Jaris: Wow, it's really interesting what you're sharing here! Starting off with your childhood mindset and how you were more into business books than comic books, that's really cool. I can relate to that because I also had an entrepreneurial mindset at a young age. And it's important to connect with like-minded people when not everyone thinks the same way. But having resources like the Mixergy podcast is a huge plus. It gives so much insight into how to become a successful entrepreneur.
I also read that you used credit and ingenuity to build a business that made 30 million dollars yearly. Can you share how you utilized credit to make that happen?
Andrew: When I was still living with my parents, I discovered I had a good credit score. So, I started applying for credit cards and paying off what was due. Over time, I got tens of thousands of dollars in credit card debt, which I accumulated and managed by paying on time.
When I started my company, I used those credit cards to take out lines of credit and ended up with around $73,000 in debt. I used some of it to pay for school, but most went towards advertising, renting office space, and hiring employees. This debt was key to my success because it created a sense of pressure to pay it off, or I would risk going bankrupt. So, every week, I ritualized checking my credit card debt and moving money around to pay the lowest interest rates possible.
I was always aware of my debt and didn't ignore it. I knew I had to find a way to crawl out of it, and that mindset kept me fired up and motivated every week. That sense of desperation even drove me to push harder to succeed.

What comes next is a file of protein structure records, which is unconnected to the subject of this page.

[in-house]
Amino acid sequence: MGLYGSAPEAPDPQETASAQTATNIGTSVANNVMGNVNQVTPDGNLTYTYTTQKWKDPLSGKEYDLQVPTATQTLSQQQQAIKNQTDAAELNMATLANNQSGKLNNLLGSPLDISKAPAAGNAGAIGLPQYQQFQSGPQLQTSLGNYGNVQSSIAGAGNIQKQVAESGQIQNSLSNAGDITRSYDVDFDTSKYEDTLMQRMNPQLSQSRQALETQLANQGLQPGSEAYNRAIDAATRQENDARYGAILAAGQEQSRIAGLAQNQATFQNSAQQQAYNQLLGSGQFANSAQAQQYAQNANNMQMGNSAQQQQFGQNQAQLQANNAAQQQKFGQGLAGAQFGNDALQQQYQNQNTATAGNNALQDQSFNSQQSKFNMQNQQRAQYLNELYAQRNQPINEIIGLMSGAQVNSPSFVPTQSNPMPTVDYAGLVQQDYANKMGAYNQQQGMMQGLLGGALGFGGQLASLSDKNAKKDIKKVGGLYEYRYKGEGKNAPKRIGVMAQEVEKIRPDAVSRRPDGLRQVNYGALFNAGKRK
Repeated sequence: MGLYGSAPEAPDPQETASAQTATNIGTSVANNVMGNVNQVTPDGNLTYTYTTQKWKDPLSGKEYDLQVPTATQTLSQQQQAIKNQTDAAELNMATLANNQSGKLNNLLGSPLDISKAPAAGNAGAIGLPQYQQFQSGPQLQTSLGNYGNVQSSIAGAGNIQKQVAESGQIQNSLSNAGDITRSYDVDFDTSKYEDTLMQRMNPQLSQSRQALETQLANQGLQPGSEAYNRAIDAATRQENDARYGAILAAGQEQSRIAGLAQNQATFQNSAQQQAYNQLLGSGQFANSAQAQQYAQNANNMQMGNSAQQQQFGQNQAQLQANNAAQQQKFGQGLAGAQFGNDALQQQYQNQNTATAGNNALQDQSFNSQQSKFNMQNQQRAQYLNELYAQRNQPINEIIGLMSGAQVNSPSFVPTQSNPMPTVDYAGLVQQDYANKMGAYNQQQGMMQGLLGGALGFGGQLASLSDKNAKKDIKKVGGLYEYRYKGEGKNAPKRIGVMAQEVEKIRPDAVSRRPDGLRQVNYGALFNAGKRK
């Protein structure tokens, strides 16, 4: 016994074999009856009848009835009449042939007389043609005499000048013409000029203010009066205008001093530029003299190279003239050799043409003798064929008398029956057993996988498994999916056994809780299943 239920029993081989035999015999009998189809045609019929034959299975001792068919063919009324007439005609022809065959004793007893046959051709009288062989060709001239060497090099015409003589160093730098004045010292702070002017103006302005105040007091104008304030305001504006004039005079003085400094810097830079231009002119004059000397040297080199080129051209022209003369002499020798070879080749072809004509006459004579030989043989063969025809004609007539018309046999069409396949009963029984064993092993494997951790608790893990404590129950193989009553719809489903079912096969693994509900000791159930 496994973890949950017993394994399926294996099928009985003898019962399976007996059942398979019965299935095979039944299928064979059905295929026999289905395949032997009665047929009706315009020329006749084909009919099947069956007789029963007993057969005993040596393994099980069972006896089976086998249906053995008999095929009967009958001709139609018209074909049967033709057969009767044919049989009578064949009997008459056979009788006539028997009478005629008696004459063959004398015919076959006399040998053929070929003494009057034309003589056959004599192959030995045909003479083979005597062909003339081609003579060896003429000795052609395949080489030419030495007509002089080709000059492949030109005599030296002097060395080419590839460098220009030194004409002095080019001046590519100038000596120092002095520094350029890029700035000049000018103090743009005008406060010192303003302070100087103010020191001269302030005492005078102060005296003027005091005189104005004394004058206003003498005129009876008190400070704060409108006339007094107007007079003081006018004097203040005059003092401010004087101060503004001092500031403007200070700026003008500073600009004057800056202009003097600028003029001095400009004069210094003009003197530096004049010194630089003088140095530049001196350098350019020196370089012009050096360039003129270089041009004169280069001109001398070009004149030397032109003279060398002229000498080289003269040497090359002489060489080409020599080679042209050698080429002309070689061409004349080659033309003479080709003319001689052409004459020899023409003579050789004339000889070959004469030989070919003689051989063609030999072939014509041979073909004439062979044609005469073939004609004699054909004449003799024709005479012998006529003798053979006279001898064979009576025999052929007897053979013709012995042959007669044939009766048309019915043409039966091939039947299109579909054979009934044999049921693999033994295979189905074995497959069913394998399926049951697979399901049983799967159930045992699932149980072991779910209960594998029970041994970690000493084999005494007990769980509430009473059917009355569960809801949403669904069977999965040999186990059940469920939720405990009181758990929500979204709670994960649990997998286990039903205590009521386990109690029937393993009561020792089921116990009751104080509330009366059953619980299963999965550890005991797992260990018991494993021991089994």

Let me give you an example of how this played out. So I built up an email list and sold ads with a CPM of $3-$5. Then, I heard about Net Creations, selling ads to big companies like IBM with a CPM of $100-$200. I was in awe of how they could sell ads for that price and thought, "I need to get in on this!"
I started calling Michael, this guy who was partnering up with email newsletter publishers like me, every day. I would ask him if he could see the value in selling ads for my email newsletters, but he kept saying that my email list was too small and that they only worked with bigger lists.
That's when I got desperate. I drove up to Michael's office with a $20,000 check and told him that I was the guy who had been calling him all this time. I said, "I understand that you don't think it'll pay off, but I guarantee you it will. I'll use the money you help me earn to grow my email newsletters. And in a few months, I'll be big enough for it to be worthwhile for you to sell ads for me."
Michael wasn't sure what to do, but when the owner, Rosalyn, came in, he showed her the check and told her the story. She kept the check and never cashed it, and that's how I grew my newsletter by buying ads. That ended up being a partnership that lasted for years.
Jaris: Wow, that's an amazing story, Andrew! I really look up to you and your entrepreneurial spirit. You were truly determined to make that partnership happen, and it paid off in the end. I especially admire how you took risks and came up with creative solutions. Your story shows the power of persistence and creativity in business.